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Oregon’s Drug Decriminalization Aimed to Make Cops a Gateway to Rehab, Not Jail. State Leaders Failed to Make It Work.

Just over three years since Oregon voters passed Ballot Measure 110, elected officials want to repeal key elements, blaming the law for open drug use and soaring overdoses. But it’s their own hands-off approach that isn’t working, advocates say.

Reporting From the Northwest

Our Northwest hub covers Washington, Idaho, Alaska and Oregon. The six-person reporting team includes three Local Reporting Network Distinguished Fellows and is committed to partnering with local media.

The Cutting

The Oregon Timber Industry Won Huge Tax Cuts in the 1990s. Now It May Get Another Break Thanks to a Top Lawmaker.

As the cost of fighting wildfires increases, state Sen. Elizabeth Steiner has proposed a bill — developed in consultation with the logging industry — that would shift millions in expenses away from the biggest landowners and onto taxpayers.

Broken Promises

In a Major Shift, Northwest Tribes — not U.S. Officials — Will Control Salmon Recovery Funds

The Biden administration punted on key demands from Indigenous leaders to tear down hydroelectric dams hindering salmon. But tribes won control over $1 billion for other salmon efforts.

Idaho Keeps Some Psychiatric Patients in Prison, Ignoring Decades of Warnings About the Practice

A temporary program for “dangerously mentally ill” patients has continued for five decades, despite calls from critics to provide better care. Soon, Idaho will be the only state still using prisons to house patients who face no criminal charges.

Northwest News Staff

Northwest Editor
Steve Suo
Rob Davis, Audrey Dutton and McKenzie Funk
Local Reporting Network Distinguished Fellows
Kyle Hopkins, Lulu Ramadan and Tony Schick
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Local Reporting Network Partners

ProPublica is supporting local and regional newsrooms as they work on important investigative projects affecting their communities. Some of our past and present partners in the region:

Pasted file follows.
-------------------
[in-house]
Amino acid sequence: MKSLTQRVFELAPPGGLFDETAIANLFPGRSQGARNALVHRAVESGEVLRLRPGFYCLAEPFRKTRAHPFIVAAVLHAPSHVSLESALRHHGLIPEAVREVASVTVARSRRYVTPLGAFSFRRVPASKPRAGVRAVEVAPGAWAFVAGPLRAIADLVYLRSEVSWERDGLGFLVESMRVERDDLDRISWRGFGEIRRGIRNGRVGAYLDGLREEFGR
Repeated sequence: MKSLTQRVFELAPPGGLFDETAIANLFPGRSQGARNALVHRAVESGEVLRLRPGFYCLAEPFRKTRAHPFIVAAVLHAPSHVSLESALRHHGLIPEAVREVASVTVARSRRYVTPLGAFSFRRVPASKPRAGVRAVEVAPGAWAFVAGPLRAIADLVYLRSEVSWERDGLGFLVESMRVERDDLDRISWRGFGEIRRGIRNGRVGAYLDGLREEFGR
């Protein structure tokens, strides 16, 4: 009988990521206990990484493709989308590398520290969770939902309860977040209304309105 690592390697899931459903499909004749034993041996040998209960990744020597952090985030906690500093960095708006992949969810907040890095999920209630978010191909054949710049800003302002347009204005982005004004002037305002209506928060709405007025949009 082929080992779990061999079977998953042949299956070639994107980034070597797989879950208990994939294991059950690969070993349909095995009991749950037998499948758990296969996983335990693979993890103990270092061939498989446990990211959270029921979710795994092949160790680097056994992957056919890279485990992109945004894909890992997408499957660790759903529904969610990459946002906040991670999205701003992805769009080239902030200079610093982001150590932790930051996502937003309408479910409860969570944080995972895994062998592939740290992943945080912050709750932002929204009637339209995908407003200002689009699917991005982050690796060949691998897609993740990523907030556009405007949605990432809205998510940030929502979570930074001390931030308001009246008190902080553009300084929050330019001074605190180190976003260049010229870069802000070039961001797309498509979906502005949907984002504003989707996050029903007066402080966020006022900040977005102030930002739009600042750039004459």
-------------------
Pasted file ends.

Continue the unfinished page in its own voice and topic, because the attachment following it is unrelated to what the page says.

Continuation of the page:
Anchorage Daily News
Anchorage, Alaska
High Country News
Idaho Statesman
Boise, Idaho
Oregon Public Broadcasting
Portland, Oregon
The Seattle Times
Seattle, Washington

Iditarod Disqualifies Former Champion After Sexual Assault Allegations

The Iditarod board voted unanimously on Thursday to disqualify former champion Brent Sass after allegations made in November and recent questions from Alaska Public Media, the Anchorage Daily News and ProPublica. Sass has denied the claims.

Idaho Resolution Would Aim to Lower Voting Threshold to Pass School Bonds

Under restrictive school funding policies, Idaho districts struggle to repair and replace deteriorating buildings. If voters agree, the proposal would, in some elections, reduce the two-thirds threshold needed to pass bonds for school repairs.

Idaho Legislature Takes Up Bill to Help School Districts Repair and Replace Buildings

The bill would provide $1.5 billion in new funding in a state where communities have struggled to pass bonds even as some students learn in freezing and overcrowded classrooms with leaky ceilings and discolored drinking water.

Police Say They Won’t Reopen Case of Alaska Woman Found Dead on Mayor’s Property

In an open letter, the Kotzebue police chief said state investigators reviewed the case of Jennifer Kirk’s 2018 death and found no new leads. But parts of the letter contradict previous information the department has released about the case.

Washington State Is Leaving Tribal Cultural Resources at the Mercy of Solar Developers

The Badger Mountain solar project reveals gaps in the state’s permitting system that tribal nations say perpetuates a legacy of “cultural genocide.”

The Failed Promise of Independent Election Mapmaking

In Washington and other states, independent redistricting commissions have fallen prey to partisanship, just like the legislative bodies they were meant to replace.